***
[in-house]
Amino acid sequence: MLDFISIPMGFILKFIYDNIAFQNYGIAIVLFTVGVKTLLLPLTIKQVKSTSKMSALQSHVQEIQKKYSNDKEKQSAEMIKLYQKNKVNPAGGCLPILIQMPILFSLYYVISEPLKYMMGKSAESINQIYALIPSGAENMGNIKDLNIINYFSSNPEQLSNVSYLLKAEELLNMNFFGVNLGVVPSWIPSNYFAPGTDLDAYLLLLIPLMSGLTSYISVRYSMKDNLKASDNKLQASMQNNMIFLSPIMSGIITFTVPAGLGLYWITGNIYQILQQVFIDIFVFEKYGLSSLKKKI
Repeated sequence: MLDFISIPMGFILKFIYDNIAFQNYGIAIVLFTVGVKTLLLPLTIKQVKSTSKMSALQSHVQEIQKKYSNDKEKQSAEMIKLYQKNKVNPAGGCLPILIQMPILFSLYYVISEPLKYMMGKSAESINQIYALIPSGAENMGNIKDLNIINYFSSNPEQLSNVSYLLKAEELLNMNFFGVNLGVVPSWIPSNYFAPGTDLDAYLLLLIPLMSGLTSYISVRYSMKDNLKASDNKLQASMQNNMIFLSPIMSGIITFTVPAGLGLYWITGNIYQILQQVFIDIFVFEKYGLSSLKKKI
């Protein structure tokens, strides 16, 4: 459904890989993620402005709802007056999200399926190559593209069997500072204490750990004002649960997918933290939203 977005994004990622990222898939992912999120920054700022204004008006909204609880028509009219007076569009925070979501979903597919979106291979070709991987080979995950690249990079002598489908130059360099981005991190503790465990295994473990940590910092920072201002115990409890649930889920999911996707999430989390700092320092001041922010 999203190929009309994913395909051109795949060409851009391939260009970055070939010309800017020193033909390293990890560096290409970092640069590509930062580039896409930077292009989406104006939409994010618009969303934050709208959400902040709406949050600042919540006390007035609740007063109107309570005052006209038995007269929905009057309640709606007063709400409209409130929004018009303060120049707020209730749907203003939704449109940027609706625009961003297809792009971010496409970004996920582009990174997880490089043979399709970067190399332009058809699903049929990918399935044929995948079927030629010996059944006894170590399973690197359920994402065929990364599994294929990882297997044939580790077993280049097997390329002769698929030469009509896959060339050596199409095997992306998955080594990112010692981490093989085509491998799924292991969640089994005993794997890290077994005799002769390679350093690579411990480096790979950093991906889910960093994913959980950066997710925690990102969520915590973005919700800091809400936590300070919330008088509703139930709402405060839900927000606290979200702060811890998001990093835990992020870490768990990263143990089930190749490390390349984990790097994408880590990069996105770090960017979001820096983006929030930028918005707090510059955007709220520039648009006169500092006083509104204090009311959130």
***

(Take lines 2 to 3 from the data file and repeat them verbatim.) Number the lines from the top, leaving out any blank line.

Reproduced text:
Amino acid sequence: MLDFISIPMGFILKFIYDNIAFQNYGIAIVLFTVGVKTLLLPLTIKQVKSTSKMSALQSHVQEIQKKYSNDKEKQSAEMIKLYQKNKVNPAGGCLPILIQMPILFSLYYVISEPLKYMMGKSAESINQIYALIPSGAENMGNIKDLNIINYFSSNPEQLSNVSYLLKAEELLNMNFFGVNLGVVPSWIPSNYFAPGTDLDAYLLLLIPLMSGLTSYISVRYSMKDNLKASDNKLQASMQNNMIFLSPIMSGIITFTVPAGLGLYWITGNIYQILQQVFIDIFVFEKYGLSSLKKKI
Repeated sequence: MLDFISIPMGFILKFIYDNIAFQNYGIAIVLFTVGVKTLLLPLTIKQVKSTSKMSALQSHVQEIQKKYSNDKEKQSAEMIKLYQKNKVNPAGGCLPILIQMPILFSLYYVISEPLKYMMGKSAESINQIYALIPSGAENMGNIKDLNIINYFSSNPEQLSNVSYLLKAEELLNMNFFGVNLGVVPSWIPSNYFAPGTDLDAYLLLLIPLMSGLTSYISVRYSMKDNLKASDNKLQASMQNNMIFLSPIMSGIITFTVPAGLGLYWITGNIYQILQQVFIDIFVFEKYGLSSLKKKI